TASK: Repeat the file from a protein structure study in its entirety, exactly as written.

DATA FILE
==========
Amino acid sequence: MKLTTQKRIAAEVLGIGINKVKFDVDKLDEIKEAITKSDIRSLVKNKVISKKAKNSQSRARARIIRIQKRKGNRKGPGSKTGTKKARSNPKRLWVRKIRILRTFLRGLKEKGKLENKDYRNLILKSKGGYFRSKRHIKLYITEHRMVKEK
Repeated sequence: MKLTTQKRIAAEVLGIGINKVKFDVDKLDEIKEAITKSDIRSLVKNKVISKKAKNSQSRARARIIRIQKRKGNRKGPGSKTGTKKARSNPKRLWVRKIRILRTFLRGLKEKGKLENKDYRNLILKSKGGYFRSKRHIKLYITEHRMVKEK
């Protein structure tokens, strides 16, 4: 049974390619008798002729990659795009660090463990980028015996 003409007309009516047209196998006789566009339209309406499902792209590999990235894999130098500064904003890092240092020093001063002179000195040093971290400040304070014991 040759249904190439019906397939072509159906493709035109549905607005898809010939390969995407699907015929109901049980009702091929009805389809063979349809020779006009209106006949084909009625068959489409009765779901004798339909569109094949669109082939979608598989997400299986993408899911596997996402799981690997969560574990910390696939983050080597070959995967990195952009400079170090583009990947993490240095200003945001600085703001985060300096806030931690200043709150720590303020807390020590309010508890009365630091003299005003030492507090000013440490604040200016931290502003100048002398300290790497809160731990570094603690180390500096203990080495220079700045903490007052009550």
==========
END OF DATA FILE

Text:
Amino acid sequence: MKLTTQKRIAAEVLGIGINKVKFDVDKLDEIKEAITKSDIRSLVKNKVISKKAKNSQSRARARIIRIQKRKGNRKGPGSKTGTKKARSNPKRLWVRKIRILRTFLRGLKEKGKLENKDYRNLILKSKGGYFRSKRHIKLYITEHRMVKEK
Repeated sequence: MKLTTQKRIAAEVLGIGINKVKFDVDKLDEIKEAITKSDIRSLVKNKVISKKAKNSQSRARARIIRIQKRKGNRKGPGSKTGTKKARSNPKRLWVRKIRILRTFLRGLKEKGKLENKDYRNLILKSKGGYFRSKRHIKLYITEHRMVKEK
């Protein structure tokens, strides 16, 4: 049974390619008798002729990659795009660090463990980028015996 003409007309009516047209196998006789566009339209309406499902792209590999990235894999130098500064904003890092240092020093001063002179000195040093971290400040304070014991 040759249904190439019906397939072509159906493709035109549905607005898809010939390969995407699907015929109901049980009702091929009805389809063979349809020779006009209106006949084909009625068959489409009765779901004798339909569109094949669109082939979608598989997400299986993408899911596997996402799981690997969560574990910390696939983050080597070959995967990195952009400079170090583009990947993490240095200003945001600085703001985060300096806030931690200043709150720590303020807390020590309010508890009365630091003299005003030492507090000013440490604040200016931290502003100048002398300290790497809160731990570094603690180390500096203990080495220079700045903490007052009550």